By Jennifer Shaw Wolf
Allie lost everything the night her boyfriend, Trip, died in a horrible car accident—including her memory of the event. As their small town mourns his death, Allie is afraid to remember because doing so means delving into what she’s kept hidden for so long: the horrible reality of their abusive relationship.
When the police reopen the investigation, it casts suspicion on Allie and her best friend, Blake, especially as their budding romance raises eyebrows around town. Allie knows she must tell the truth. Can she reach deep enough to remember that night so she can finally break free? Debut writer Jennifer Shaw Wolf takes readers on an emotional ride through the murky waters of love, shame, and, ultimately, forgiveness.
This Blonde’s Review:
Trip is dead, but Allie can’t remember what happened. She doesn’t want to. All she wants to do is hide from her pain, her memories, and the truth of how Trip’s death makes her feel. She can’t accept the help her brother and childhood friend have to offer. As she slowly starts to return to the world she finds life isn’t any better than she thought it would be. She is still whispered about and speculated over. Her every move is given more weight than it deserves. People suspect her of awful things and hold Trip up as a shining light. Except they didn’t know Trip like she did.
Allie is a hard character to get to know. She doesn’t want to face her past or accept that she could have a future, which makes her hard to know or understand. Lucky for her she has a devoted twin brother, Andrew, who would do anything for her. He may be in a wheelchair and may not be able to speak well, but he’s there for her in ways no one else is able to be. Even when she turns away, he’s still there. She also has Blake, her childhood best friend. Blake knows he’s undesirable and is willing to support Allie even if she is unwilling to acknowledge their friendship. He wants more from her than mere friendship, but he loves her enough to accept what she’ll give him.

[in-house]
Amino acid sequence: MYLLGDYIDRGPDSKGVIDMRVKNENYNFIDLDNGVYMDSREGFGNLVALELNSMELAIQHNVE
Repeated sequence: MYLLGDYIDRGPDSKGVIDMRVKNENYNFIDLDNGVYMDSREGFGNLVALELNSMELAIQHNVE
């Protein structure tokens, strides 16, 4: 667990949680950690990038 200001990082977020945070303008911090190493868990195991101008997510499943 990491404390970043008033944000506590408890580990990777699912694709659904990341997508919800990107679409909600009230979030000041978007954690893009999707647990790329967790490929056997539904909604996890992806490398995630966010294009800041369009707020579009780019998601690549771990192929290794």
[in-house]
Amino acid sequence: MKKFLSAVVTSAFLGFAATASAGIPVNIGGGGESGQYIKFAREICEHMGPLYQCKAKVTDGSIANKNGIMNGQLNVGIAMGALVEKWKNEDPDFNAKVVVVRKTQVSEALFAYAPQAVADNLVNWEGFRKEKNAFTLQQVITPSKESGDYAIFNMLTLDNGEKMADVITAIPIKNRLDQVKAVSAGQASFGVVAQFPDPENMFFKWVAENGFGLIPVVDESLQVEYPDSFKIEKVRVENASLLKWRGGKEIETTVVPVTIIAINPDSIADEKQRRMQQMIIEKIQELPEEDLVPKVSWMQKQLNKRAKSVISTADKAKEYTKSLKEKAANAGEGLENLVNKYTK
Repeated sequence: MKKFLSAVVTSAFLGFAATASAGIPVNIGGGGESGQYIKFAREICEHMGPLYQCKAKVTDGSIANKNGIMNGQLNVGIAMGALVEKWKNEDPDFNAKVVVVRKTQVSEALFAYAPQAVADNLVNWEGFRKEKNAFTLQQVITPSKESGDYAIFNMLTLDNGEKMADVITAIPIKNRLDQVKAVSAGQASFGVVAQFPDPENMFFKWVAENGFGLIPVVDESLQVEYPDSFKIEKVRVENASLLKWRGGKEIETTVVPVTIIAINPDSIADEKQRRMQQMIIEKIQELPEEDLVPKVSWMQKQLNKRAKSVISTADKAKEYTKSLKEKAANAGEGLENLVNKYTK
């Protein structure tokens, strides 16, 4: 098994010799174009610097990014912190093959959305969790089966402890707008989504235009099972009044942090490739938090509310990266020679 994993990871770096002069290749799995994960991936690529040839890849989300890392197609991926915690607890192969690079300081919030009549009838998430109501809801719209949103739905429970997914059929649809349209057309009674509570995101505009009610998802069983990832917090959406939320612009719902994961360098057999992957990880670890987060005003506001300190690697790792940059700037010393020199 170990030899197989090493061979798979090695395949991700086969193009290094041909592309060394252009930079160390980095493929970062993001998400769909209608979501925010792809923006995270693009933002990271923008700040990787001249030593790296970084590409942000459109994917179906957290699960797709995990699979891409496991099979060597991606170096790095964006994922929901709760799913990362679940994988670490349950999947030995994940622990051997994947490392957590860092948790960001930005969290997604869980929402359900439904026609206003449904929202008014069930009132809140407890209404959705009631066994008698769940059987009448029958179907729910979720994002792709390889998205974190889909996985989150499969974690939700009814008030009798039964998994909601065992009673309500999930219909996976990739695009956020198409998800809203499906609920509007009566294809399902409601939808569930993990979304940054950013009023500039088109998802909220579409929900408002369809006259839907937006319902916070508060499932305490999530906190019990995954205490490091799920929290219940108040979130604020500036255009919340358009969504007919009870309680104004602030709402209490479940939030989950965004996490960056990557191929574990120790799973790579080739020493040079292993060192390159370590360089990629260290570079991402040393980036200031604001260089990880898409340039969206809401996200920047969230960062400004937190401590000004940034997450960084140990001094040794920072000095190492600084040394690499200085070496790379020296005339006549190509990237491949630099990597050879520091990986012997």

Blake and Andrew were my favorite characters. I loved their strength and how much they loved Allie. Allie was damaged and unwilling to face herself, and they were the rocks she could lean on. I loved that Andrew wasn’t a typical brother. His disabilities made everything he was willing to do for her count so much more. I also loved that the author was willing to educate her readers as well as show us that even if he doesn’t seem normal, Andrew was still a normal boy who wanted to care for his sister and find someone to love. Blake was a wonderful combination of strong and sensitive. He didn’t always respond well, but he did all he could. Watching him do what he could to help Allie rejoin the world and becoming caught up in the joy himself was heartwarming.
Watching Allie’s attempts not to remember the night Trip died was heartbreaking. She couldn’t come clean about how Trip treated her, not expecting anyone to believe her. The people who saw it never said anything. When someone starts leaving her notes in his handwriting Allie doesn’t know what to think. Trip’s body wasn’t found, but she tells herself it can’t really be him. As she remembers more of what happened she has to wonder if everyone is right about her guilt. Did she do something? Or did Blake?
This book was heartbreaking. It was hard to understand why Allie put up with Trip, since we didn’t get to see her figure it out for herself. Watching her remember how to stand up for herself and know what she needs in her life was fabulous though. The way things went down was both awful and wonderful. I loved that it wasn’t quite what anyone expected. We could see it and be suspicious over it, but there were plenty of reasons to be uncertain over which outcome it would be. I don’t want to give too much away, but I thought it was perfect.
If you’d like to read about a broken girl who is putting herself back together, even if she doesn’t want to, then you’ll enjoy reading Allie’s story.